Radiation is energy that travels in the form of waves or particles and is part of our everyday environment. People are exposed to radiation from cosmic rays, as well as to radioactive materials found in the soil, water, food, air and also inside the body.
Human-made radiation sources are widely used in medicine, industry, and research. There are two types of radiation: ionizing and non-ionizing radiation.
Ionizing radiation is a type of energy released by atoms that travels in the form of electromagnetic waves (gamma or X-rays) or particles (neutrons, beta or alpha). Ionizing radiation can remove electrons from the atoms, i.e. they can ionize atoms.
In terms of natural radiation sources, there are more than 60 different naturally occurring radioactive materials present in the environment, with radon gas being the highest contributor to people’s exposure.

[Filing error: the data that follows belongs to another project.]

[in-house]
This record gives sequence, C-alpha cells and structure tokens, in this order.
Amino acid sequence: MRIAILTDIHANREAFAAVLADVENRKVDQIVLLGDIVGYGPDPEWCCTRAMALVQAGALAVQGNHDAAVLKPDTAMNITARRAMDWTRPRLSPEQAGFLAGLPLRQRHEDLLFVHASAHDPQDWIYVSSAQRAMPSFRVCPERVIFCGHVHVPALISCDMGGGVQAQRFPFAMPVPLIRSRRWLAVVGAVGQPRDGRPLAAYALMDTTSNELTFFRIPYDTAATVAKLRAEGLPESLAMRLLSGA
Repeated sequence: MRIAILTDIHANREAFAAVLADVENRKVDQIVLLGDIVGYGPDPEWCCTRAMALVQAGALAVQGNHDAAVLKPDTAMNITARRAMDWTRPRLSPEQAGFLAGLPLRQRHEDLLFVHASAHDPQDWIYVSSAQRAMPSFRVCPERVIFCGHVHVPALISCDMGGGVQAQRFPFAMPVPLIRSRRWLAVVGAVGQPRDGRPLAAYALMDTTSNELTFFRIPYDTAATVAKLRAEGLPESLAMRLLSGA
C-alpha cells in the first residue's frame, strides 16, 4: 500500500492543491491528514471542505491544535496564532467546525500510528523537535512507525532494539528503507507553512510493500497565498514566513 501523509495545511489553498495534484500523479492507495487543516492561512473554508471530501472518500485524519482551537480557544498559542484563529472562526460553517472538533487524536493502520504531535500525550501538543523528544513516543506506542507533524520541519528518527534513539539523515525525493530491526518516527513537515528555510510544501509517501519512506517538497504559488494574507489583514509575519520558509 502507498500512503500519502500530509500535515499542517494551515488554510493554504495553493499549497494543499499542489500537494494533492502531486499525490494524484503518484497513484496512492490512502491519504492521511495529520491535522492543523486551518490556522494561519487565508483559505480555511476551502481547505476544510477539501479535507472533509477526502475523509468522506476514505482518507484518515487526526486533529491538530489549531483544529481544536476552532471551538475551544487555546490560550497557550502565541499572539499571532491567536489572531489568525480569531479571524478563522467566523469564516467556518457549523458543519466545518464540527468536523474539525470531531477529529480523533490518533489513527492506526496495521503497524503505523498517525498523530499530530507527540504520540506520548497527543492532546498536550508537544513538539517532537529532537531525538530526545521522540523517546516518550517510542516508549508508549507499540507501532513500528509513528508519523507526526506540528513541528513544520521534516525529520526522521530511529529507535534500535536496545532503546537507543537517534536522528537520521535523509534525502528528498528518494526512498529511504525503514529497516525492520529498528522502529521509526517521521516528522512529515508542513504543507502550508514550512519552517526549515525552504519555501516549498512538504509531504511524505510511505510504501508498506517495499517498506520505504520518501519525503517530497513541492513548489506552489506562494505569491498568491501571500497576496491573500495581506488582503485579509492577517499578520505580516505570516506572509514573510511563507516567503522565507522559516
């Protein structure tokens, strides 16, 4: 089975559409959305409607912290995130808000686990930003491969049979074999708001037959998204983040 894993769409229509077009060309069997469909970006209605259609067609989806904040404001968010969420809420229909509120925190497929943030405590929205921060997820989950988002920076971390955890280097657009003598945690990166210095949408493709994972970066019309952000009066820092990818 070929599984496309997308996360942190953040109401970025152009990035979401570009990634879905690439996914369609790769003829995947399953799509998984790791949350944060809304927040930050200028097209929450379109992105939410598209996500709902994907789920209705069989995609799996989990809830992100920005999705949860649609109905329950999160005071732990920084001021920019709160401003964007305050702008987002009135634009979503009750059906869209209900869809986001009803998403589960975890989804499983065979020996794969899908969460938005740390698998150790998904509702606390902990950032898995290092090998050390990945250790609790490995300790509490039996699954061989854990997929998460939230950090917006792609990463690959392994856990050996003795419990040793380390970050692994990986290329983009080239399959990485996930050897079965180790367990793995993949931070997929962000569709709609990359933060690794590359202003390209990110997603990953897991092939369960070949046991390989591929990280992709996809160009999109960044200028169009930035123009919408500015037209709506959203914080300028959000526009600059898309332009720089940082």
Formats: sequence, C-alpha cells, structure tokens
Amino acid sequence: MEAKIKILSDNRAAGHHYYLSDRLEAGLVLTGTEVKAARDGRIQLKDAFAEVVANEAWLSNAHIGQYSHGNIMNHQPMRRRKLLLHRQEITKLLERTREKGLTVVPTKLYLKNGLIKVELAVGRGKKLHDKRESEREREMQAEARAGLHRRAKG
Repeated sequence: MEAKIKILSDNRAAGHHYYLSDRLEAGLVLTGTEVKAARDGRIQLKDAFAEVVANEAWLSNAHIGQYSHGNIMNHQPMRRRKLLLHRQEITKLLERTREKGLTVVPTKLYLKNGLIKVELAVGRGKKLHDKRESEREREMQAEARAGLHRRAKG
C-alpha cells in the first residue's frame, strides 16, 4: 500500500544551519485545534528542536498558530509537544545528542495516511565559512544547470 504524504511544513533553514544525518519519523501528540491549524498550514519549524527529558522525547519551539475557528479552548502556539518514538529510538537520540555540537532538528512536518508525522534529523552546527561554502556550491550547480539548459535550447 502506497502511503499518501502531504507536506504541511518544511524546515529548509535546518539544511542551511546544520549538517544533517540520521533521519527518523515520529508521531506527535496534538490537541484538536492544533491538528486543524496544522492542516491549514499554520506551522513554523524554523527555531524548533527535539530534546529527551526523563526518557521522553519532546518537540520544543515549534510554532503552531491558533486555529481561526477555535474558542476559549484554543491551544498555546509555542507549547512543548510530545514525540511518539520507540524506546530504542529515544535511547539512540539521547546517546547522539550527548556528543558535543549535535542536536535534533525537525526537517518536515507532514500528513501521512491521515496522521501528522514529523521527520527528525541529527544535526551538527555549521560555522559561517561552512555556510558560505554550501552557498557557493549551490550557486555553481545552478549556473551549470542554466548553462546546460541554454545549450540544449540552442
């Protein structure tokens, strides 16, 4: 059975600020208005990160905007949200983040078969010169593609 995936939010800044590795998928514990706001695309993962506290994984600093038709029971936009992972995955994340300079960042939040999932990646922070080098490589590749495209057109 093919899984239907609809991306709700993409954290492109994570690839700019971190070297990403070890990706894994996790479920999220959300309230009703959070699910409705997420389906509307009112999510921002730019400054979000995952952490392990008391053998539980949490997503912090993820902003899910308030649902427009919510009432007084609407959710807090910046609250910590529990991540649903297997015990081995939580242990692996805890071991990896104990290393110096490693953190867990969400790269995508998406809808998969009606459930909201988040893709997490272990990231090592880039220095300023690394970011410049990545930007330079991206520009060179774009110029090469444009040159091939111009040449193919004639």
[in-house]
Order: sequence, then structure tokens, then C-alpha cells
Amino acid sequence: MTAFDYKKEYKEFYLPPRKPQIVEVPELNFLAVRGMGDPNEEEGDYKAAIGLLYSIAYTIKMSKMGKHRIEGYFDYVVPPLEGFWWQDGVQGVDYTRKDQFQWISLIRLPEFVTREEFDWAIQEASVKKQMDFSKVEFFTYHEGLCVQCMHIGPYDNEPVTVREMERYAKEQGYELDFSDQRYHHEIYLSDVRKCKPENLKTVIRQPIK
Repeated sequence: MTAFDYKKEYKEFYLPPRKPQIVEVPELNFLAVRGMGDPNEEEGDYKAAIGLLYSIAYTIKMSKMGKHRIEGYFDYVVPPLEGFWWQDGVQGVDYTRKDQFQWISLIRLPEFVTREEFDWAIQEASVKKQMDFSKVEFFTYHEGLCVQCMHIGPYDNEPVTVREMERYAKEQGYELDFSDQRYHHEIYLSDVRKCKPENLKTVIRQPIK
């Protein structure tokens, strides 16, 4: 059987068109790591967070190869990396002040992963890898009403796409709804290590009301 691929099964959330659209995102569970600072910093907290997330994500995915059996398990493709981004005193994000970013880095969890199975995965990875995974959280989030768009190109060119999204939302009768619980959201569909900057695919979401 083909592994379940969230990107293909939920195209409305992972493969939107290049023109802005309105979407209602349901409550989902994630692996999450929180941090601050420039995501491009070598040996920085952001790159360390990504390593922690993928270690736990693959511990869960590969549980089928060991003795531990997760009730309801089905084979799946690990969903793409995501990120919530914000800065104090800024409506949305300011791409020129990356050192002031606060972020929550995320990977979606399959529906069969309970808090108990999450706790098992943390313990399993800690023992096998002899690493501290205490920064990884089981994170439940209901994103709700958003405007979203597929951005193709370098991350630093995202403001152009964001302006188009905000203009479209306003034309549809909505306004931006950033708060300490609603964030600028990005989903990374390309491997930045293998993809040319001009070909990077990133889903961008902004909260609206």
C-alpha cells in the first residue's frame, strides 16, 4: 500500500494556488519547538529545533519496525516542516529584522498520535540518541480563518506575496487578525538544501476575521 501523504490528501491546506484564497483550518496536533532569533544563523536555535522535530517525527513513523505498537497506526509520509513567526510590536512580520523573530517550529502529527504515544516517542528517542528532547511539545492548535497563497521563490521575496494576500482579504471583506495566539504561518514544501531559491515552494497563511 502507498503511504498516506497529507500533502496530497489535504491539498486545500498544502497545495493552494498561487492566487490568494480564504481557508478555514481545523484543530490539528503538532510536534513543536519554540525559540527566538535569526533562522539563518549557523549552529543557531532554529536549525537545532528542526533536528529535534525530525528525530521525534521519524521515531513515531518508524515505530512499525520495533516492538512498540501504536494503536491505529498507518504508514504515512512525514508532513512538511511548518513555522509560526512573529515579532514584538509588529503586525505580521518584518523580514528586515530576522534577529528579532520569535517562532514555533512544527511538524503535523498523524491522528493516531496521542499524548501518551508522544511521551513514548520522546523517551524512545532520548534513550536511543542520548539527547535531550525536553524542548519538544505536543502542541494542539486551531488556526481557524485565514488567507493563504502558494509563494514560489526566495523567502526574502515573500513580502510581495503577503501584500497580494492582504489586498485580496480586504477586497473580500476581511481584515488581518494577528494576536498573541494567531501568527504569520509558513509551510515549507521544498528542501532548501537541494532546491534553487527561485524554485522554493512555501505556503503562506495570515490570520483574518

Artificial radiation sources are used for nuclear power generation and many other industrial and research applications, with the medical use of ionizing radiation being today the highest contributor to people’s exposure (e.g. diagnostic radiology, image-guided interventions, nuclear medicine and radiotherapy).
Non-ionizing radiation is radiation in the part of the electromagnetic spectrum where there is insufficient energy to cause ionization. It includes electric and magnetic fields, radio waves, microwaves, and optical radiation, which consists of infrared, visible, and ultraviolet radiation.
Non-ionizing radiation encompasses both natural and human-made sources of electromagnetic fields. Electrical power supplies and appliances are the most common sources of low frequency electric and magnetic fields in our living environment. Everyday sources of radiofrequency electromagnetic fields include telecommunications, broadcasting antennas and microwave ovens.
Optical radiation technologies, such as lasers, light bulbs and UV lamps, are used in industry, research and medicine. Non-ionizing radiation also encompasses mechanical waves such as infrasound and ultrasound.